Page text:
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Abstract (English):
This research explores feasibility of adsorption method used for regulating polypenols content in wort with a view of improving beer quality. It examines adsorption of polyphenols (quercetin, gallic acid, rutin) from pure substance solutions, their mixtures and beer wort treated by sorbents that differ by origin, making, structure and surface chemical composition. The work determines patterns and specific features of polyphenols adsorption with activated carbons. To describe adsorption mechanism more precisely, we specified structure, surface chemical condition, and calculated adsorption parameters using equations of Langmuir, Freundlich and Dubinin-Radushkevich, and the multilayer adsorption theory (BET model). It is demonstrated that polyphenols adsorption mechanism depends on carbon characteristics and is of physical nature that reveals itself in dispersion interaction in micropores and in specific one with oxygen-containing functional group (OFG) on carbon surface. Polyphenol competitive adsorption in mixture and wort recognized. At polyphenols adsorption from model solutions and wort, carbon sorbents are identified to share sufficiently close sorption characteristics. We performed comparative evaluation of quality characteristics of beer produced from activated carbons treated and untreated worts. It is shown that beer samples produced from unhopped wort filtered through semi-coke adsorption, meet regulatory standards requirements of safety by organoleptic, physical and chemical indicators. Moreover, beer obtained from semi-coke treated wort exceeds control sample in terms of organoleptic and stability ensuring indicators.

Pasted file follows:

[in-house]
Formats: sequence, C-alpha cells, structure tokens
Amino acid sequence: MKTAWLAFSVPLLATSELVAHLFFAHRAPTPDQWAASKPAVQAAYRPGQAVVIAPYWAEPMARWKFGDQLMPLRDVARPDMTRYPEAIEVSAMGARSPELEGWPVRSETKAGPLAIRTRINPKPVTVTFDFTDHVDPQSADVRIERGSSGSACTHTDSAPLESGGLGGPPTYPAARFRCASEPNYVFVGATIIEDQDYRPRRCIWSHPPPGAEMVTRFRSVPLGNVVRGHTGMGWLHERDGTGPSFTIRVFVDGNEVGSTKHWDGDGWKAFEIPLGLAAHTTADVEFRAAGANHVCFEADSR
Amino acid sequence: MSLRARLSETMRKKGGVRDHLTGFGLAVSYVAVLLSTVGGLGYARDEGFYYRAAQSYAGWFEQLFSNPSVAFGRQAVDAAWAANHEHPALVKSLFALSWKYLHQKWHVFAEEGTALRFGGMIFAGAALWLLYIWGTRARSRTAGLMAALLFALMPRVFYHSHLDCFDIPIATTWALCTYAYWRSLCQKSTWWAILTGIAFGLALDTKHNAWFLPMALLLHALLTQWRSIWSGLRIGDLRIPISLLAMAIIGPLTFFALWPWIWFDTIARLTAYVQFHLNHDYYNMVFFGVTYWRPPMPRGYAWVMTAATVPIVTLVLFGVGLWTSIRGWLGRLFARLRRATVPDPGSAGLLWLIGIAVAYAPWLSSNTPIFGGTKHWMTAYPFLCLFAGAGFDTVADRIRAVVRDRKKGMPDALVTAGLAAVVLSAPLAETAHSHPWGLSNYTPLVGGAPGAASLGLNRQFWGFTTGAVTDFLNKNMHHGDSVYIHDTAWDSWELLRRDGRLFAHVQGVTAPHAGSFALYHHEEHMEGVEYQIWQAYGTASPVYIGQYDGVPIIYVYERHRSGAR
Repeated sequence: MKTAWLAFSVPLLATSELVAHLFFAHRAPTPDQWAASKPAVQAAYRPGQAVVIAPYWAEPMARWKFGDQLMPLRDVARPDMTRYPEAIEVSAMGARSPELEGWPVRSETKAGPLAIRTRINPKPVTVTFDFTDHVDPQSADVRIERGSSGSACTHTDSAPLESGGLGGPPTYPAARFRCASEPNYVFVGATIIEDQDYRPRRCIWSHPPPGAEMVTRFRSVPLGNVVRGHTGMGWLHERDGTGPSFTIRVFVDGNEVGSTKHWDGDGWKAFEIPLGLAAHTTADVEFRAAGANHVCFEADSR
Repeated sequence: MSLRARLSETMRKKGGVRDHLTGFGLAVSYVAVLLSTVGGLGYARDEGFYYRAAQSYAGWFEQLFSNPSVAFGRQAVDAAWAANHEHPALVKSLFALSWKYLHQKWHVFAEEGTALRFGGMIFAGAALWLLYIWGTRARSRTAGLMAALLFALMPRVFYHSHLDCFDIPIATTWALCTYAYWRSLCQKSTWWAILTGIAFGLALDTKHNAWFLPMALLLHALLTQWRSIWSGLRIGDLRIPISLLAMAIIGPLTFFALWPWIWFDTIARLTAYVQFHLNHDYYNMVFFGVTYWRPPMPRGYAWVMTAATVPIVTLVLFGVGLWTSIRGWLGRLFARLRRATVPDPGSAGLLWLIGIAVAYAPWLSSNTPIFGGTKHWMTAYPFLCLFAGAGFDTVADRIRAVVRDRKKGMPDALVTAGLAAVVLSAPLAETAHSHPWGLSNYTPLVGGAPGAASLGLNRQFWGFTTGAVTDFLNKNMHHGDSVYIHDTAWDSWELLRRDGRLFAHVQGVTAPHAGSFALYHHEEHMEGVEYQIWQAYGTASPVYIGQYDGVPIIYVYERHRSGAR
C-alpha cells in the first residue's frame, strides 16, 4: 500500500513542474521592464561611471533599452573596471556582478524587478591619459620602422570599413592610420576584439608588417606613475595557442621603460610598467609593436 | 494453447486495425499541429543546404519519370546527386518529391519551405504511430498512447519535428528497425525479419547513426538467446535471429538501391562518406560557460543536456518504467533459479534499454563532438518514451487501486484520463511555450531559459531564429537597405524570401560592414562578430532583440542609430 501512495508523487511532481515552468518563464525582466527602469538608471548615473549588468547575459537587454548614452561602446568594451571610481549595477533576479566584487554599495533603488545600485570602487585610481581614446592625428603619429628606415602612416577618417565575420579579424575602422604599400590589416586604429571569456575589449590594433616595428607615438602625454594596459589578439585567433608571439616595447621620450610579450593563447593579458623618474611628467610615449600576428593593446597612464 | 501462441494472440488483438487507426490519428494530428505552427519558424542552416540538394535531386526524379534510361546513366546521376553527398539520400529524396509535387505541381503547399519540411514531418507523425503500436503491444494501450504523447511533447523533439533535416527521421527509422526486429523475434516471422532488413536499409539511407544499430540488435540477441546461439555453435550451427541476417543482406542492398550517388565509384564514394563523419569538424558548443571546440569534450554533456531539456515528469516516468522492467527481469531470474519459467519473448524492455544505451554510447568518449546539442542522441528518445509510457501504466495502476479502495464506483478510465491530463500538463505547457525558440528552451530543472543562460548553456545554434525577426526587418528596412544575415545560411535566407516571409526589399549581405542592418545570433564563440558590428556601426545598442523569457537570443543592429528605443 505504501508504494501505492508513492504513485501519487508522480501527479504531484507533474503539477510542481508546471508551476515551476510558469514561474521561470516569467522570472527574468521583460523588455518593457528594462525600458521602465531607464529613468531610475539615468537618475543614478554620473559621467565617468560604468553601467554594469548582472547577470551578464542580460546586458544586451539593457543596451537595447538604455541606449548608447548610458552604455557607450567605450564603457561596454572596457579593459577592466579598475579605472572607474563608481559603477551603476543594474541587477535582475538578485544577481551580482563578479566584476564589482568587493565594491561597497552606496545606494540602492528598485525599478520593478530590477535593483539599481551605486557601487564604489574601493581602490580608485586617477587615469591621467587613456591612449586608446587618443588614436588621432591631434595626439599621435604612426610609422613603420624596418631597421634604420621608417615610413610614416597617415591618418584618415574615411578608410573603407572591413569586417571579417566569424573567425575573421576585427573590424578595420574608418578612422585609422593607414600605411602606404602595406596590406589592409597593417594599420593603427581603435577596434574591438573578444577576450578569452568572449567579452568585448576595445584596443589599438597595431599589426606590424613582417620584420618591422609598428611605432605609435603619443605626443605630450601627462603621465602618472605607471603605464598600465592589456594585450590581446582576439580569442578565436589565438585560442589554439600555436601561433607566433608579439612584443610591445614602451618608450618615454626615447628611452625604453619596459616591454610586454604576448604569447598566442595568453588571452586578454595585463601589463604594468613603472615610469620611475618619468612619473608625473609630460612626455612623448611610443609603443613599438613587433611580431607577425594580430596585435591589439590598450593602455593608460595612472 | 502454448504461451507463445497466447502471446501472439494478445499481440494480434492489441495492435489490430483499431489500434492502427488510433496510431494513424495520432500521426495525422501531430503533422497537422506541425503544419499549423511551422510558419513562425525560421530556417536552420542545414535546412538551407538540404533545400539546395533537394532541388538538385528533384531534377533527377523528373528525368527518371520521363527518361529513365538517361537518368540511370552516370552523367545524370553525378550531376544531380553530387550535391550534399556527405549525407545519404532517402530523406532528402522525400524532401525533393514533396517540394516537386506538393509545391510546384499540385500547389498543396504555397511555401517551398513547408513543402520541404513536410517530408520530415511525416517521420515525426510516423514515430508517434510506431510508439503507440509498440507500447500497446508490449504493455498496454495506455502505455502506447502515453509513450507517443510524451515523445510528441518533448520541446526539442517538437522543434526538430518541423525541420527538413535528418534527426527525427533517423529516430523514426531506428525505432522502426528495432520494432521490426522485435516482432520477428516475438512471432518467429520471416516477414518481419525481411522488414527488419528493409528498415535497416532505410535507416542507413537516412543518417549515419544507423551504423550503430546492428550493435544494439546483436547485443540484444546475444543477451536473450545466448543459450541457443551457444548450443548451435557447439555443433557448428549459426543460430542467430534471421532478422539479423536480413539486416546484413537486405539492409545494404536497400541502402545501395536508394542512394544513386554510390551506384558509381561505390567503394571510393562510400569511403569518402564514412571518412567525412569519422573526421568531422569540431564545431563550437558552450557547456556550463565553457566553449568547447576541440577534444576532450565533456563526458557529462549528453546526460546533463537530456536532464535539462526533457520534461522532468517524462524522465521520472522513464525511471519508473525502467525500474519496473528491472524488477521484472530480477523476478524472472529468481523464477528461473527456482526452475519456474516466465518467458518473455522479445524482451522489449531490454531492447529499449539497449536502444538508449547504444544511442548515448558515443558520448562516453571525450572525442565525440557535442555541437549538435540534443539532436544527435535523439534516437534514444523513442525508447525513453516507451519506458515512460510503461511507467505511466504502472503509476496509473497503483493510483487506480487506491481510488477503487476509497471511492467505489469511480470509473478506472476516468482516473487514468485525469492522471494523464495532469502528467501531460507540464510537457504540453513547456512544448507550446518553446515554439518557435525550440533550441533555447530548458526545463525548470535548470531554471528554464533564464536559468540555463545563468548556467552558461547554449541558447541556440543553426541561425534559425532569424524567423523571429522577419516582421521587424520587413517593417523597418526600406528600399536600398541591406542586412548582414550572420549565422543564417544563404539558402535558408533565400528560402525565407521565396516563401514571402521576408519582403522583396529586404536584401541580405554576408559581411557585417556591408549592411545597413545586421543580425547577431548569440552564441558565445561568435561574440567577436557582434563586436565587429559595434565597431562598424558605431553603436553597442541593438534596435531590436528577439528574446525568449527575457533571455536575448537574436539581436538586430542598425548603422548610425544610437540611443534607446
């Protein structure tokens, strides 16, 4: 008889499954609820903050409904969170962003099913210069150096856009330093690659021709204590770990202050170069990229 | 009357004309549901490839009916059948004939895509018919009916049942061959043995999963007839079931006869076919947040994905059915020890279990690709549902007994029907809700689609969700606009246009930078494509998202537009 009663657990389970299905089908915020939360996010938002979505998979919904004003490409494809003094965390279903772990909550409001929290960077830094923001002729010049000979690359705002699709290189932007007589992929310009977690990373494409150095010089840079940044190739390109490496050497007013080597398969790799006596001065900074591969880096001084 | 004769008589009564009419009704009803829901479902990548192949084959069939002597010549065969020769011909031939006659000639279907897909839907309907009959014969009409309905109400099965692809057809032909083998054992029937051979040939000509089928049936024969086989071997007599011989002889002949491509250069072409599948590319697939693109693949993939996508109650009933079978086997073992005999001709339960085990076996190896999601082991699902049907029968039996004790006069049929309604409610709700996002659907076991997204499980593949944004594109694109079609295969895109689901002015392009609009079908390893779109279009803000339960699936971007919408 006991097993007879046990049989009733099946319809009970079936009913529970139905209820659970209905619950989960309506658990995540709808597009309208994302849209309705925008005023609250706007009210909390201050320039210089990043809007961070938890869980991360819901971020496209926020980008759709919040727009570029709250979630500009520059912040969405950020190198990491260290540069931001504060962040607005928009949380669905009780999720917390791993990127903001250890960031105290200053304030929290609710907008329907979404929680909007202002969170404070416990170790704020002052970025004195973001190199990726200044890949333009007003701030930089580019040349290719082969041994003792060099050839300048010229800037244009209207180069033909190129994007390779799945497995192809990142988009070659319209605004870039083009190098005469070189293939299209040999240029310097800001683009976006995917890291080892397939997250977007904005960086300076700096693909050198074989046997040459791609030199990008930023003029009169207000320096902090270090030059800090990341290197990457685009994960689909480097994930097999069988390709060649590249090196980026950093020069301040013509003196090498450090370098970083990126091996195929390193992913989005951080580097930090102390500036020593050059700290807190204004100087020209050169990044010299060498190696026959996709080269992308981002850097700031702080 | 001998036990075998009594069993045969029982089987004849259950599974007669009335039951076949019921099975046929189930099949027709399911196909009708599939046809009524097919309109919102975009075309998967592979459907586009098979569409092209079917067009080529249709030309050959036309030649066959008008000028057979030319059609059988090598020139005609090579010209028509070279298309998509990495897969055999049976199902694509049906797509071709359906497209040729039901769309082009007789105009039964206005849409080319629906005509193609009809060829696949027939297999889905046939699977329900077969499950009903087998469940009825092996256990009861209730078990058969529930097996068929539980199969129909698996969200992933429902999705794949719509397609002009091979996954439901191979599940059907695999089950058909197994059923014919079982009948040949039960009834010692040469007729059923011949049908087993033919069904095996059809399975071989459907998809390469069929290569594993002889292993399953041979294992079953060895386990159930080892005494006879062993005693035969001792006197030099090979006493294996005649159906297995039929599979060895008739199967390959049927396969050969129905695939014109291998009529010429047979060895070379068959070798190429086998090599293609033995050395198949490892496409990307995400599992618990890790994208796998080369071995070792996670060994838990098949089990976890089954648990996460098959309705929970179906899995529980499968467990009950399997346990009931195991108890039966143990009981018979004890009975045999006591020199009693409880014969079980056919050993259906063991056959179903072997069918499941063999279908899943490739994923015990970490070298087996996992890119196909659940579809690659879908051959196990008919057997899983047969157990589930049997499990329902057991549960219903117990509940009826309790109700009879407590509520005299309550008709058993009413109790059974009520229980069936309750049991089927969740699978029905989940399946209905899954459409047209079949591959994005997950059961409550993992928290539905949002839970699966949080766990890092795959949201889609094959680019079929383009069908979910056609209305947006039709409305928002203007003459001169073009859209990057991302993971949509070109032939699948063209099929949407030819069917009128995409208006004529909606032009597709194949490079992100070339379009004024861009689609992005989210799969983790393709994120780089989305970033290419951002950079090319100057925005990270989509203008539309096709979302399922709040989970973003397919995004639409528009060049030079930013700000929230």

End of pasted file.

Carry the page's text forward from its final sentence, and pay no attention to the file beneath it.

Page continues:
gallic acid, rutin, quercetin, wort, carbon sorbents, adsorption